Guatemala’s Election Could Sound Democracy’s Death Knell

Guatemala’s Election Could Sound Democracy’s Death Knell
A fake coffin stands in front of a line of police during a protest against Attorney General Consuelo Porras after she was sworn in for a second four-year term, in Guatemala City, Guatemala, May 21, 2022 (AP photo by Moises Castillo).

First, a well-known leftist Indigenous candidate was eliminated from Guatemala’s presidential race. Then, a right-wing populist. Finally, a businessman who built his campaign on TikTok. They had nothing in common besides their outspoken criticism of government corruption. But in Guatemala that is enough to get you wiped from the ballot.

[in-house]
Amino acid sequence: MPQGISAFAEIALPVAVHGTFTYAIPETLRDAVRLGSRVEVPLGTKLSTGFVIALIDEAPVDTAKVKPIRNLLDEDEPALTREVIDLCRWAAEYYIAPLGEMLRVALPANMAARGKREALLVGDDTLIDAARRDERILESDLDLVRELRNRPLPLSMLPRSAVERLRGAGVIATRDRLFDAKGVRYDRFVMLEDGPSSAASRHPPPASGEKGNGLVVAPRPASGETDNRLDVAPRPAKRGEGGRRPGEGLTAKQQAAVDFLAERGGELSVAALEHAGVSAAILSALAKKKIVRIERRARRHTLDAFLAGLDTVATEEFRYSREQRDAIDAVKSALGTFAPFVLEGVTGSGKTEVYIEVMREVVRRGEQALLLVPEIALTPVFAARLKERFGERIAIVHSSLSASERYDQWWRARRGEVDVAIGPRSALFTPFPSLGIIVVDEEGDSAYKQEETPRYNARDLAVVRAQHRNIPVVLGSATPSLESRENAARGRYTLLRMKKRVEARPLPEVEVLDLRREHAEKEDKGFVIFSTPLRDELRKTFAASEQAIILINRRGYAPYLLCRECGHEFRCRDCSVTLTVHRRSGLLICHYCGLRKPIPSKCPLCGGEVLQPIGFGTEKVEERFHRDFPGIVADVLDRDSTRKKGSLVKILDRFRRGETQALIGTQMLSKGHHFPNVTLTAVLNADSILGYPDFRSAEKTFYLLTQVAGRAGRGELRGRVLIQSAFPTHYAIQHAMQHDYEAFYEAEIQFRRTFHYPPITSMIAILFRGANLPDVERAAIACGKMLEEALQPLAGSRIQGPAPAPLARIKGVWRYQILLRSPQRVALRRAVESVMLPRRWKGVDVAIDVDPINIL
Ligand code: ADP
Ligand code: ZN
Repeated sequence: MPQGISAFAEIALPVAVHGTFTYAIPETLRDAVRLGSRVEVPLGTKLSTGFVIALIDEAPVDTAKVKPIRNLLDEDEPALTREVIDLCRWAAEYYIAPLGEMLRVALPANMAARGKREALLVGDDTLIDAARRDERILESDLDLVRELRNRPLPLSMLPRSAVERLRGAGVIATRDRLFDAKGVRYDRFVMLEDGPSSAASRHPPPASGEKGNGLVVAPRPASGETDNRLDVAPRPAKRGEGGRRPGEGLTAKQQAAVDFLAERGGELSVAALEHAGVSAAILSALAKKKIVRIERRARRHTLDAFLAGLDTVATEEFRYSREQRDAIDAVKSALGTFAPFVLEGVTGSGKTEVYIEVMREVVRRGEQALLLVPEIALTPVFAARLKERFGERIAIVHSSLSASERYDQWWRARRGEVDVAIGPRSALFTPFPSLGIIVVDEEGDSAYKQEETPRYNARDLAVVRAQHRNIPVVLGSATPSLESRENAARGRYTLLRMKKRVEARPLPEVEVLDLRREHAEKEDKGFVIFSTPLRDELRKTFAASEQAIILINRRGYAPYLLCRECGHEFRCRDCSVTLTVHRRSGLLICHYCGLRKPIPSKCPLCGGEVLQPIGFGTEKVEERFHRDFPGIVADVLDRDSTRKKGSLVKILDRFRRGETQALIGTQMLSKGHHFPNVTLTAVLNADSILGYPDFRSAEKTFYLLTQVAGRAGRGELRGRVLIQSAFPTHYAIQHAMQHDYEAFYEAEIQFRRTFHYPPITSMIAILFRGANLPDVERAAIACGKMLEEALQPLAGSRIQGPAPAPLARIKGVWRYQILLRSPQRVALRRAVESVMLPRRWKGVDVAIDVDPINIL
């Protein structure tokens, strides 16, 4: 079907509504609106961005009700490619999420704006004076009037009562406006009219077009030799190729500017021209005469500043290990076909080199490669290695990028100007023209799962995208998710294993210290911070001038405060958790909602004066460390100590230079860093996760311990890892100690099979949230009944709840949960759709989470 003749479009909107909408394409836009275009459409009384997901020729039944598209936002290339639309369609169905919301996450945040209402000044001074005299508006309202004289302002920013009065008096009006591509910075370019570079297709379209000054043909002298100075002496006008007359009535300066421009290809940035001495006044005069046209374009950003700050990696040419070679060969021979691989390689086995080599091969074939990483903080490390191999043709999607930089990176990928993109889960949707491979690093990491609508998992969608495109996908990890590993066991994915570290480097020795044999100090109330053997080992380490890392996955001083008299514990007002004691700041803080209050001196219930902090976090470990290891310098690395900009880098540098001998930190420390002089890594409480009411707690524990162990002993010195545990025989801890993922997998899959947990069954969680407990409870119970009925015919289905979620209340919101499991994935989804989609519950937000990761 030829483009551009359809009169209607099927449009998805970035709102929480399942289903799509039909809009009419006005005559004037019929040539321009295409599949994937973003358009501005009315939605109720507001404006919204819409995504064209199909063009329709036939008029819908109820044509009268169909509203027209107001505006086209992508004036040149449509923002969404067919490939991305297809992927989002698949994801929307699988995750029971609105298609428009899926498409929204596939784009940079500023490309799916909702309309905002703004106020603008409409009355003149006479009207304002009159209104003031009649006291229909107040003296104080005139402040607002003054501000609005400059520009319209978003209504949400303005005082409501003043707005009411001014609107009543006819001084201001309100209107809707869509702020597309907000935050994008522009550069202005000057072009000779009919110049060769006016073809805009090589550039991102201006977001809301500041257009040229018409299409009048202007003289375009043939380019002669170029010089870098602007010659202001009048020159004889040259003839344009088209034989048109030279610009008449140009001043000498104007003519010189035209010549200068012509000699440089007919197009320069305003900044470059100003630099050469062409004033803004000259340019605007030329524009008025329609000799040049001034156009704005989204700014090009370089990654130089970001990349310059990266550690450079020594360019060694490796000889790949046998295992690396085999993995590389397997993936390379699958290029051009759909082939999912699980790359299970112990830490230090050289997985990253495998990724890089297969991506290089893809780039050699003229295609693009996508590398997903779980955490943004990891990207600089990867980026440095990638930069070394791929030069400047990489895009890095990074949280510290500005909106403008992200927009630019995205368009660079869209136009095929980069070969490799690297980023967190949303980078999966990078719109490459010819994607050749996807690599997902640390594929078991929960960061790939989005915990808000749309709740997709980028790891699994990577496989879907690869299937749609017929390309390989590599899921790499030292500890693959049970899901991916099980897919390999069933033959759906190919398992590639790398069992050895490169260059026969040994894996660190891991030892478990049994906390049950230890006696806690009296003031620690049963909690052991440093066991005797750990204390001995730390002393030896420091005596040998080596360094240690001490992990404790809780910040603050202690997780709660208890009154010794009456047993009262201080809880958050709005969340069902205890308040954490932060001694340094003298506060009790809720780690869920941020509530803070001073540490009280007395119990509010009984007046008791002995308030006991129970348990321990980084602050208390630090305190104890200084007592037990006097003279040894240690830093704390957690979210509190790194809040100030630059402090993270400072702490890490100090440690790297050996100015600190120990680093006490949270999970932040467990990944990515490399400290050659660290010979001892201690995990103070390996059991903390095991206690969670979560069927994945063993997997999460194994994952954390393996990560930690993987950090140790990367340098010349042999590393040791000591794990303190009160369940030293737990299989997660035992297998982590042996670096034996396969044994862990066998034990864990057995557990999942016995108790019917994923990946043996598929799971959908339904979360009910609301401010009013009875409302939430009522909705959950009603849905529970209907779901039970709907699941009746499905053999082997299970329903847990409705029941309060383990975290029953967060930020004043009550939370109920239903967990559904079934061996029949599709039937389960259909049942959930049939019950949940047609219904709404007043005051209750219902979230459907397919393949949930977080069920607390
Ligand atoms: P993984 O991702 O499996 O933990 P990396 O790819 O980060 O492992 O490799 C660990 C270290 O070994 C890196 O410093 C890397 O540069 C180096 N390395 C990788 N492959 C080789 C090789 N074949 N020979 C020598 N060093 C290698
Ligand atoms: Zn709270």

Central America’s largest nation might be holding general elections on June 25, but it is rapidly losing its claim to be a democracy. Although no single despotic ruling family or dominant party is completely in control, a cohort of predatory factions—including the political machine built by incumbent President Alejandro Giammattei—has been jointly coopting independent institutions and pushing opponents into exile or jail since 2019. Outside of plainly authoritarian Nicaragua, Cuba, Venezuela and El Salvador, it’s hard to find a Latin American country that leaves less space for the political opposition.

Given the truncated list of candidates, you can’t blame Guatemalans for seeing the presidential election as a pointless farce—and based on dwindling turnout in recent elections, many probably do. But there is still at least one major presidential contender who might chart a course back toward democracy: Edmond Mulet.

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